A growing recognition of the importance of research on women's health, sparked by concern for the treatment and prevention of breast cancer, has led the National Institutes of Health (NIH) to launch the Women's Health Initiative (WHI). This unprecedented study will involve approximately 160,000 women at 45 clinical centers and thousands of others in community studies over a period of 14 years. The WHI will investigate strategies for preventing three of the leading causes of death and decreased quality of life for older women—cardiovascular disease, breast cancer, and osteoporotic fractures. But while recruitment of study participants has already begun, serious questions remain about the design, timetable, and likely results of this $625 million public investment.
Biomedical research is always a gamble; no study can be guaranteed to find useful prevention or treatment strategies. Nor can one study answer all pertinent questions. But when NIH undertakes a research project as costly and complex as the WHI, one would like to increase the likelihood that the research will yield definitive answers to important health questions. Clear goals, wise planning, adequate funding, and sufficient flexibility to deal with the unknown—all will help to increase the chances of success.
As described in the report, the committee had a defined charge: to determine whether the WHI or parts of it could be justified scientifically. The committee's charge was not to design a women's health study as if the WHI did not exist, nor was its task to decide whether other designs were preferable.
The task of the committee was shaped by the fact that the committee was assessing a research project at the worst possible time. The project was already underway, but it was too early to have proof of adequate implementation or to have any findings. Public funds had already been committed to institutions and investigators, and public expectations had been raised. These considerations did have some influence on the recommendations made by the committee.
This report acknowledges the planning and preparation done by the scientists at NIH, the Vanguard Clinical Centers, and the WHI advisory committees. Following its review, the committee's overall recommendation is that the ongoing WHI study could proceed but it should be modified. In order to provide a basis for improvement, however, the report
focuses on identifying potential problems and finding strategies for dealing with them, in order to increase the probability that the WHI will make a meaningful contribution to the health of women in the United States.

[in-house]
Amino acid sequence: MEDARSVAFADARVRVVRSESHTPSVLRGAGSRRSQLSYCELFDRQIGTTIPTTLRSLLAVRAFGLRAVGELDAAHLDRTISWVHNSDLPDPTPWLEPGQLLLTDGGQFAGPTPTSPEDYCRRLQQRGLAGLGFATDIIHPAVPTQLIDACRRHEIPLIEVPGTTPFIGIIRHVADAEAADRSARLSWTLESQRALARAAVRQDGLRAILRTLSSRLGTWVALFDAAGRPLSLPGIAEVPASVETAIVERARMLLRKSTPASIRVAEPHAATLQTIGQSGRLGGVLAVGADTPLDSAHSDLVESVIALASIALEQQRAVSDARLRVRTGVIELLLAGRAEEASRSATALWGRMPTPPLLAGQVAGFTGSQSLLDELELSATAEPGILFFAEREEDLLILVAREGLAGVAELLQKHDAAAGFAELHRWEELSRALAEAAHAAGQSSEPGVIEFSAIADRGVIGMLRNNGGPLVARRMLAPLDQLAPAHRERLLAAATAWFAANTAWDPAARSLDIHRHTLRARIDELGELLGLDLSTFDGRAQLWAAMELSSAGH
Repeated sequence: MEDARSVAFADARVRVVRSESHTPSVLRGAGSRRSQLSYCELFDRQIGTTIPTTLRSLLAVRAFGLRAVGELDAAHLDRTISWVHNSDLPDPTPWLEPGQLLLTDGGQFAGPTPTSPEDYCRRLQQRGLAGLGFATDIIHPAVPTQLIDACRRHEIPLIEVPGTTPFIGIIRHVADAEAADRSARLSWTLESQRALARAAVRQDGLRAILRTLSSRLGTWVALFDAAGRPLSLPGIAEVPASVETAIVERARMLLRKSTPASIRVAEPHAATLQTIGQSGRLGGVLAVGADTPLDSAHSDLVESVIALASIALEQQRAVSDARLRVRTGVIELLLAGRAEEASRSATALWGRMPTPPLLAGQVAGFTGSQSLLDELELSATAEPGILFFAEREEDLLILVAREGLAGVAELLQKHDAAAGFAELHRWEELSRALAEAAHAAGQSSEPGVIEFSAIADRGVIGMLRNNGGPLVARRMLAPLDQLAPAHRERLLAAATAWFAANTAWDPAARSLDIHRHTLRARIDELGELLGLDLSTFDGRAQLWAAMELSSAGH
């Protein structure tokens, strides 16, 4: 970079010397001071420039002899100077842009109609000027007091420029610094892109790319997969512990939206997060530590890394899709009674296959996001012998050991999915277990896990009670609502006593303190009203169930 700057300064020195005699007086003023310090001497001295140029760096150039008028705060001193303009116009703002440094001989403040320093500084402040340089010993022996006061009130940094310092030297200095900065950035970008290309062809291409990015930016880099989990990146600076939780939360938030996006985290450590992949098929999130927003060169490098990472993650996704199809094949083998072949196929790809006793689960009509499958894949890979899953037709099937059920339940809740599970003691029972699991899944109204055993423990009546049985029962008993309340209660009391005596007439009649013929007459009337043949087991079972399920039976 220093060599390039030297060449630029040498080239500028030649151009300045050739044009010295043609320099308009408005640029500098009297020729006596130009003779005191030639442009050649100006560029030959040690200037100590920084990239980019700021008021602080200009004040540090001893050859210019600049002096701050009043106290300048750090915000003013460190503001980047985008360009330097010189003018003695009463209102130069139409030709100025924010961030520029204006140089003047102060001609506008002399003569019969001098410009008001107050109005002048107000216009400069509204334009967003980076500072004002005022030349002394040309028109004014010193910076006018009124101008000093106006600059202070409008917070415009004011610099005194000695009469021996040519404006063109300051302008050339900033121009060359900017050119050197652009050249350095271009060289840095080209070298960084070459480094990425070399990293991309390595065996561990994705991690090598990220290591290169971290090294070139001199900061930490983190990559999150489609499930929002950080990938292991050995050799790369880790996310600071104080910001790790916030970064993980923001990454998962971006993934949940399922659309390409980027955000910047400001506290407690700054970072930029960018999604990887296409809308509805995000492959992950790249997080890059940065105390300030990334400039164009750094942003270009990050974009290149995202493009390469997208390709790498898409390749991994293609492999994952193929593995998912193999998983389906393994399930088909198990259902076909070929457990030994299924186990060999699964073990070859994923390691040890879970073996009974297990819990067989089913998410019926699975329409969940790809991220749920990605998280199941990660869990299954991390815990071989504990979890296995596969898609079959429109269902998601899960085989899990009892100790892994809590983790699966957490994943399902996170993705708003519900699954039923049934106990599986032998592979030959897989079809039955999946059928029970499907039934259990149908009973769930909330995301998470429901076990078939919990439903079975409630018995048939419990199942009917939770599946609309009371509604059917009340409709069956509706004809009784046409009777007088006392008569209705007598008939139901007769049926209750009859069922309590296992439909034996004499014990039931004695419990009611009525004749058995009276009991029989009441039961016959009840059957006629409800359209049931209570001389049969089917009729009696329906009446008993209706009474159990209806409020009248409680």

THE WOMEN'S HEALTH INITIATIVE
The WHI is the largest research study ever funded by NIH. Budgeted at $625 million over 14 years, it is designed to test strategies to prevent cardiovascular disease, breast cancer, and osteoporotic fractures—leading causes of death, disability, and decreased quality of life for older women.
The WHI consists of three major components: the Clinical Trial, the Observational Study, and the Community Prevention Study. By far the costliest and most complex of these components is the Clinical Trial (CT), which will involve 63,000 postmenopausal women at 45 clinical centers across the United States. The CT has three branches that, as currently designed, will test several hypotheses:
Dietary Modification (DM)
A low fat dietary pattern reduces the risk of breast cancer and colorectal cancer.
A low fat dietary pattern reduces the risk of coronary heart disease.
Hormone Replacement Therapy (HRT)
Estrogen replacement therapy (ERT) and progestin and estrogen replacement therapy (PERT) reduce the risk of cardiovascular disease.
ERT and PERT reduce the risk of osteoporotic fractures.
ERT and PERT increase the risk of breast cancer.
Calcium and Vitamin D Supplementation (CaD)
Supplementation reduces the risk of hip fractures.
Supplementation reduces the risk of other fractures.
Supplementation reduces the risk of colorectal cancer.
The Observational Study will interview, obtain blood specimen samples from, and follow another 100,000 women who were ineligible or unwilling to participate in the CT, generating a rich database on the CT hypotheses and related health questions. Committee calculations corroborated by estimates provided by the Clinical Coordinating Center, find the CT and the
OS together are budgeted at $586 million. The Community Prevention Study will involve thousands of other women in the development of community-based strategies and infrastructure to promote healthy behaviors and practices to decrease the risk of morbidity and mortality. The CPS is under design and therefore does not have an announced budget.
THE IOM STUDY
Concern over the size and complexity of the WHI, as well as rapidly escalating cost estimates, led the U.S. House of Representatives ' Appropriations Committee to direct NIH to contract with the Institute of Medicine (IOM) for a review of the proposed Initiative. To respond to this request, the IOM constituted the Committee to Review the NIH Women's Health Initiative.
Under the terms of this request, the IOM review of the WHI has focused on four principal questions:
Topics considered. What was the rationale behind the choice of these particular studies? Are appropriate topics considered? Should other topics be included?